A Certain Grace

Binnie Brennan - A Certain GraceShort Stories by Binnie Brennan

Quattro Books, publisher

In the tradition of short story writers Alice Munro and Carol Shields, Binnie Brennan examines the minutiae of ordinary life. During a tipsy night out escaping the frustrations of daily routines, two middle-aged school teachers try their luck at scoring a joint. A long-haul trucker drives an injured butterfly to its breeding ground in Florida, giving them both a much-needed migration. And while struggling with the death of her ex-husband, a single mother questions her place in her family’s lives. A Certain Grace is richly told in spare prose and woven with vignettes of a much-loved grandfather’s life.


“Brennan, a violist with Symphony Nova Scotia, knows much about sustaining pitch. And in her title story, A Certain Grace, she does not falter. A series of vignettes about the narrator’s deceased grandparents, it has the saltiness and abandon of an East Coast reel, one you don’t want to end, an effect that augurs well for what’s to come from this writer.”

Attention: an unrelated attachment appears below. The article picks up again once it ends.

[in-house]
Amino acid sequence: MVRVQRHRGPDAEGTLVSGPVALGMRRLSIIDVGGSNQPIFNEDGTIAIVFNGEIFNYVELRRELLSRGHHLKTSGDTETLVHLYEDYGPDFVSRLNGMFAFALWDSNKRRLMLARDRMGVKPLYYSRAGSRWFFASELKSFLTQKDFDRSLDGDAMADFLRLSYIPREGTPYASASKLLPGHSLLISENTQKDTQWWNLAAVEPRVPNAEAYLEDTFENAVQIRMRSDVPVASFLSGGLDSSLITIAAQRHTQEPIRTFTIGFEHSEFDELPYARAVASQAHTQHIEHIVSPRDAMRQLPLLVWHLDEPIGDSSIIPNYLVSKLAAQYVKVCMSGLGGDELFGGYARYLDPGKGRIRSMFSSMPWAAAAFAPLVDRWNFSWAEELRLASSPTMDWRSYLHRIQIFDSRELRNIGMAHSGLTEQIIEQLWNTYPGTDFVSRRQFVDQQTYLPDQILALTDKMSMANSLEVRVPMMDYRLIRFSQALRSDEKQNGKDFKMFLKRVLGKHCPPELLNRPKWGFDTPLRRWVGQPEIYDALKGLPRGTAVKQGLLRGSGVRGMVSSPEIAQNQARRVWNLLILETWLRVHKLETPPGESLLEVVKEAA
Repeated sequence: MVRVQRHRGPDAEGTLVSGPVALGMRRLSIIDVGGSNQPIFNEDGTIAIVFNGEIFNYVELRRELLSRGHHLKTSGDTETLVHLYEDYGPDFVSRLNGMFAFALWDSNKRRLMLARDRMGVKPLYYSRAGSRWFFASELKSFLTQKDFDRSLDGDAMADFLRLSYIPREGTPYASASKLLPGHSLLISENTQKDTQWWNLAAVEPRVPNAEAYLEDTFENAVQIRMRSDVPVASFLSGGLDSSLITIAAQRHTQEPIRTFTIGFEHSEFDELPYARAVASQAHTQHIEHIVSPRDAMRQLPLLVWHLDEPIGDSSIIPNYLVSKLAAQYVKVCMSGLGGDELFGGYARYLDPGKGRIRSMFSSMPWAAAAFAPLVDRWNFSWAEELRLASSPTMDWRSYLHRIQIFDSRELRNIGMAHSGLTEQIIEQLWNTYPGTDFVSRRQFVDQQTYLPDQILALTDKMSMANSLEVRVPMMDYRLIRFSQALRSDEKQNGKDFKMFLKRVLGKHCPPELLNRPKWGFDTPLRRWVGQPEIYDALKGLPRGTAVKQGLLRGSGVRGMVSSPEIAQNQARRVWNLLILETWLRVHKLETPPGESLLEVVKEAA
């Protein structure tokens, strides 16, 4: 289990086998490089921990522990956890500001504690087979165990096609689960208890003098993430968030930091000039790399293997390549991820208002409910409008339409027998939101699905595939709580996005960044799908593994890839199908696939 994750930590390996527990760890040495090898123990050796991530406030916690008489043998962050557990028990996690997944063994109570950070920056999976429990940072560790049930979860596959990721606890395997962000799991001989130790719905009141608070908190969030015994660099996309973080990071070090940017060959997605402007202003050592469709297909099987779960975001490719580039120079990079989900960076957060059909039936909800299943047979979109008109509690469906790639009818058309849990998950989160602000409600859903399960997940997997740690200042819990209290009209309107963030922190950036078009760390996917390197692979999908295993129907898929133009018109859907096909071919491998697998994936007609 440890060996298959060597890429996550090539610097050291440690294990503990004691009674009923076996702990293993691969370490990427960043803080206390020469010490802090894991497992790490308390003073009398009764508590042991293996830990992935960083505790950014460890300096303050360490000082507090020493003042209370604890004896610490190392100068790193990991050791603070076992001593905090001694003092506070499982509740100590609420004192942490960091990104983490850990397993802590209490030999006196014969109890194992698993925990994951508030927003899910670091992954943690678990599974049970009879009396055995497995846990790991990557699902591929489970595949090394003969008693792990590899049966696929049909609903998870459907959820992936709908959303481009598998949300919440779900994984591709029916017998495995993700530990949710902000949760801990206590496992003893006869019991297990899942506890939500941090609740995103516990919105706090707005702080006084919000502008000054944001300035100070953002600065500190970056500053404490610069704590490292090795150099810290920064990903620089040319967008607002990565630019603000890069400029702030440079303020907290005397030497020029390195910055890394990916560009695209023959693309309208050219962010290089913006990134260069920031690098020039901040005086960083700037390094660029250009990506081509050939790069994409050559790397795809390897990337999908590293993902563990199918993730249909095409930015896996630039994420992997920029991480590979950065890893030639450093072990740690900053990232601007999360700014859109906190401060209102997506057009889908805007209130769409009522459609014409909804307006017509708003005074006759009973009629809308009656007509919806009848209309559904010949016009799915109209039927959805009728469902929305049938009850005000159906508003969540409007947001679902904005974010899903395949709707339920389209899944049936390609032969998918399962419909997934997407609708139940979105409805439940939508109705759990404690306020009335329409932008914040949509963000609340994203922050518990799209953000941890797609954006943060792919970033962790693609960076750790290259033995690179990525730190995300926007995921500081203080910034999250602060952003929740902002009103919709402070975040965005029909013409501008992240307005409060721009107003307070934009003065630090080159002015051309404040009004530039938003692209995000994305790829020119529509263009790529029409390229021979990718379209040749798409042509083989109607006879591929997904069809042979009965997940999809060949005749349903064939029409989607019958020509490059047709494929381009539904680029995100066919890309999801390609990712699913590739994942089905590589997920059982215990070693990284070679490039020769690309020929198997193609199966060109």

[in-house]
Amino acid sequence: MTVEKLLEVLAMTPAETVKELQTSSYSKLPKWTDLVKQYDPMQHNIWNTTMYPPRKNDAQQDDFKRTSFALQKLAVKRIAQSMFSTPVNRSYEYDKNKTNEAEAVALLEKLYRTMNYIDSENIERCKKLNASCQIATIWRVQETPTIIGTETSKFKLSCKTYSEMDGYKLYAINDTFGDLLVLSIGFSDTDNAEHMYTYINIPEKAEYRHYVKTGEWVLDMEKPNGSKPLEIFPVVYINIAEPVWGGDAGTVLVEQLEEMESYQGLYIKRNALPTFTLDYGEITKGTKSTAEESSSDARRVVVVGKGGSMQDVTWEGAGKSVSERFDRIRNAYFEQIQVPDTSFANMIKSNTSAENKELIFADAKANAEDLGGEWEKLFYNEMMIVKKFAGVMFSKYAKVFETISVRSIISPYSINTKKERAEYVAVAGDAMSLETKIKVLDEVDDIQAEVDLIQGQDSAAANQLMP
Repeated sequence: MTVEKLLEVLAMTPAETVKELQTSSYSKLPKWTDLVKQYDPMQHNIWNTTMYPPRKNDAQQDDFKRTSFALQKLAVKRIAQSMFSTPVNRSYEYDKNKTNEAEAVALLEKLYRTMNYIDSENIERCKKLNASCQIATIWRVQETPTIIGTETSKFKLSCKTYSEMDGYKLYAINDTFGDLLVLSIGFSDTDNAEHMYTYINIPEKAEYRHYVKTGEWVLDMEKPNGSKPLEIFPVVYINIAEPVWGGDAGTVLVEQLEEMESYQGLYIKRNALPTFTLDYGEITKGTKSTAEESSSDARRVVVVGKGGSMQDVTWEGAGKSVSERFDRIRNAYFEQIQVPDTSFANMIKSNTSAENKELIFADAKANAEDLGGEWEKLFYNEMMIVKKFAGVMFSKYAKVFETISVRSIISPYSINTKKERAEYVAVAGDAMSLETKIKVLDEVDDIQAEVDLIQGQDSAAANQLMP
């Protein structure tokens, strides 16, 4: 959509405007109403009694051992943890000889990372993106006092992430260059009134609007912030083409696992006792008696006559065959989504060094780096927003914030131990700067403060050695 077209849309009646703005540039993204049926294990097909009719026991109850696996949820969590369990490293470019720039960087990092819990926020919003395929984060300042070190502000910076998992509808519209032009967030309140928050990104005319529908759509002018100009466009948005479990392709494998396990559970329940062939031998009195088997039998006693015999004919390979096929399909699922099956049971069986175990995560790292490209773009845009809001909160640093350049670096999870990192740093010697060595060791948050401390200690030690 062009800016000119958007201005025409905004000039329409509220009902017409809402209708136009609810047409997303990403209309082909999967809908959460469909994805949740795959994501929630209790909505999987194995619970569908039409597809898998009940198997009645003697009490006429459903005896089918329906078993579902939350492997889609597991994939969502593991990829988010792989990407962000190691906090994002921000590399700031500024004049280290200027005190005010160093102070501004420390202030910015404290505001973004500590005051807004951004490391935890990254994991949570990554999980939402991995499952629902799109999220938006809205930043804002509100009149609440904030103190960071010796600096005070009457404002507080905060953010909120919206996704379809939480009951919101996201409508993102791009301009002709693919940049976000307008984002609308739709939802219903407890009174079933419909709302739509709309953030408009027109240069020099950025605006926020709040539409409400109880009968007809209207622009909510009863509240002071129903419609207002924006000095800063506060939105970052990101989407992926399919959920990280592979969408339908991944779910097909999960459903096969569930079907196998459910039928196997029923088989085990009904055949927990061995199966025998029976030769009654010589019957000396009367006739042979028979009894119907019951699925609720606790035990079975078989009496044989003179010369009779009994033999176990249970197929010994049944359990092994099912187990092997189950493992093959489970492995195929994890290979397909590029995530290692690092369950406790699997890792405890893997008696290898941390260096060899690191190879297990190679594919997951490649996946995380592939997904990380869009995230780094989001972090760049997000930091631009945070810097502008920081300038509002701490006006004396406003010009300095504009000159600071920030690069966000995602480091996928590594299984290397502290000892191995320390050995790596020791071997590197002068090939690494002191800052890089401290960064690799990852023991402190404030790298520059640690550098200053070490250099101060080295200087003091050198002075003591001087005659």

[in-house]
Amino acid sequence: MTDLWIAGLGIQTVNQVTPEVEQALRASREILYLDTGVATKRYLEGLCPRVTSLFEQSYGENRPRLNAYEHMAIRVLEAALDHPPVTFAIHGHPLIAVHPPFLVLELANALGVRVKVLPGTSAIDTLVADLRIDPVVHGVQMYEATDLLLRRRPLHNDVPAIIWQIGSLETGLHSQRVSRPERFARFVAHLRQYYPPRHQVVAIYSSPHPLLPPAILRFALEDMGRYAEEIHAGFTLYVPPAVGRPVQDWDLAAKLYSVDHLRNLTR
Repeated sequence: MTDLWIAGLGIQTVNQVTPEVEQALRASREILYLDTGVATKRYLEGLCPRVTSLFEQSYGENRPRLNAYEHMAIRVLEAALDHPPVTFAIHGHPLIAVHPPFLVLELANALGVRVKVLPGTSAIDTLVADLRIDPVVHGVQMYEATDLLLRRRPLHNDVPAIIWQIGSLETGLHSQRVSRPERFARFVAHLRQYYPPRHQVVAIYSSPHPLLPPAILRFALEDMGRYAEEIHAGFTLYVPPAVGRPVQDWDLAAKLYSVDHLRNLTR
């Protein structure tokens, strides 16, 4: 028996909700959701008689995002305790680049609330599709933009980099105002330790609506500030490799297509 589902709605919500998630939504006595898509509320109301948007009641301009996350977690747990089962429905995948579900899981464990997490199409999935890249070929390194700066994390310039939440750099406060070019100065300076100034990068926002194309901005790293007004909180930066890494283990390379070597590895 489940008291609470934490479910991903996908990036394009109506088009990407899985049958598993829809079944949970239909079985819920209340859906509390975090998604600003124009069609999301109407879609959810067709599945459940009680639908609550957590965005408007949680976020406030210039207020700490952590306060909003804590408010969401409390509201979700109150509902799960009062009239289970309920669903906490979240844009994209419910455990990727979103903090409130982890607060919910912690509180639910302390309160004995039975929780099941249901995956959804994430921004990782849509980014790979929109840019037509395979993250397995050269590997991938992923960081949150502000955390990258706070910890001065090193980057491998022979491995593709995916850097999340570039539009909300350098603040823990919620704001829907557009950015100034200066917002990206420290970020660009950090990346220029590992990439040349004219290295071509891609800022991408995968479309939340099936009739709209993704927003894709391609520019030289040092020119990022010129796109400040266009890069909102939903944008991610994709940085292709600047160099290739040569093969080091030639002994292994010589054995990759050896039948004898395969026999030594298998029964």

<~Krista Foss, The Globe & Mail (complete review here)

“Rare is the musician who ventures into fiction and rarer still is the classically trained musician who shows aptitude in both disciplines.”

~ Megan Power, Chronicle-Herald (July 1, 2012)

“Whether the story takes place in the city or in a less urban setting, you can feel the omniscient shoreline and the salty East-coast air rustling between the lines of her words… Leonard Cohen once said, “There’s a crack in everything/that’s how the light gets in”, and so, perhaps for Brennan, what might otherwise appear broken is precisely where we find A Certain Grace.”

~Sarah Brideau, The Telegraph-Journal (March 31, 2012)

“Binnie Brennan’s pitch-perfect stories chart with a musician’s precision the beats between tenderness and cruelty, between innocence and understanding, in the gulf between what we long for and what is. Centred on the rifts between partner and partner, parents and children, acquaintances and strangers, they hover on the cusp of loss and the quiet deliverance of words themselves, to pinpoint the moment, brimming with possibility, when everything changes.”

~ Carol Bruneau, author of Glass Voices

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